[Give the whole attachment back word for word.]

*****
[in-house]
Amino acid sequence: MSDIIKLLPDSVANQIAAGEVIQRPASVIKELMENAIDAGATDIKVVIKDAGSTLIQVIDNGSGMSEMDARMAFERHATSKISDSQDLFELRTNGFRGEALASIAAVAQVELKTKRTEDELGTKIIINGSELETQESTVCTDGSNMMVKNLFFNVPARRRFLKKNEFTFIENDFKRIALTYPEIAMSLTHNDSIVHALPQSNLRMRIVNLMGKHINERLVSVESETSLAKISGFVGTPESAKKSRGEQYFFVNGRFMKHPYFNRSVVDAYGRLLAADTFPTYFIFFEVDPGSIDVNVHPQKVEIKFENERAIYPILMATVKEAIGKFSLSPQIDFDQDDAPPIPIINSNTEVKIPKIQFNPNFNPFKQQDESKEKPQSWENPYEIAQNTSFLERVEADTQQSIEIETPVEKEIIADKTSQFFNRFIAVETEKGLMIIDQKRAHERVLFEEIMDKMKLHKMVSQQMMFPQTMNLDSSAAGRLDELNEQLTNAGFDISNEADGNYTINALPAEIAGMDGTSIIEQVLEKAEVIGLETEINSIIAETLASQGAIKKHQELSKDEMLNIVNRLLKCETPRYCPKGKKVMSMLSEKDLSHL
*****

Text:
[in-house]
Amino acid sequence: MSDIIKLLPDSVANQIAAGEVIQRPASVIKELMENAIDAGATDIKVVIKDAGSTLIQVIDNGSGMSEMDARMAFERHATSKISDSQDLFELRTNGFRGEALASIAAVAQVELKTKRTEDELGTKIIINGSELETQESTVCTDGSNMMVKNLFFNVPARRRFLKKNEFTFIENDFKRIALTYPEIAMSLTHNDSIVHALPQSNLRMRIVNLMGKHINERLVSVESETSLAKISGFVGTPESAKKSRGEQYFFVNGRFMKHPYFNRSVVDAYGRLLAADTFPTYFIFFEVDPGSIDVNVHPQKVEIKFENERAIYPILMATVKEAIGKFSLSPQIDFDQDDAPPIPIINSNTEVKIPKIQFNPNFNPFKQQDESKEKPQSWENPYEIAQNTSFLERVEADTQQSIEIETPVEKEIIADKTSQFFNRFIAVETEKGLMIIDQKRAHERVLFEEIMDKMKLHKMVSQQMMFPQTMNLDSSAAGRLDELNEQLTNAGFDISNEADGNYTINALPAEIAGMDGTSIIEQVLEKAEVIGLETEINSIIAETLASQGAIKKHQELSKDEMLNIVNRLLKCETPRYCPKGKKVMSMLSEKDLSHL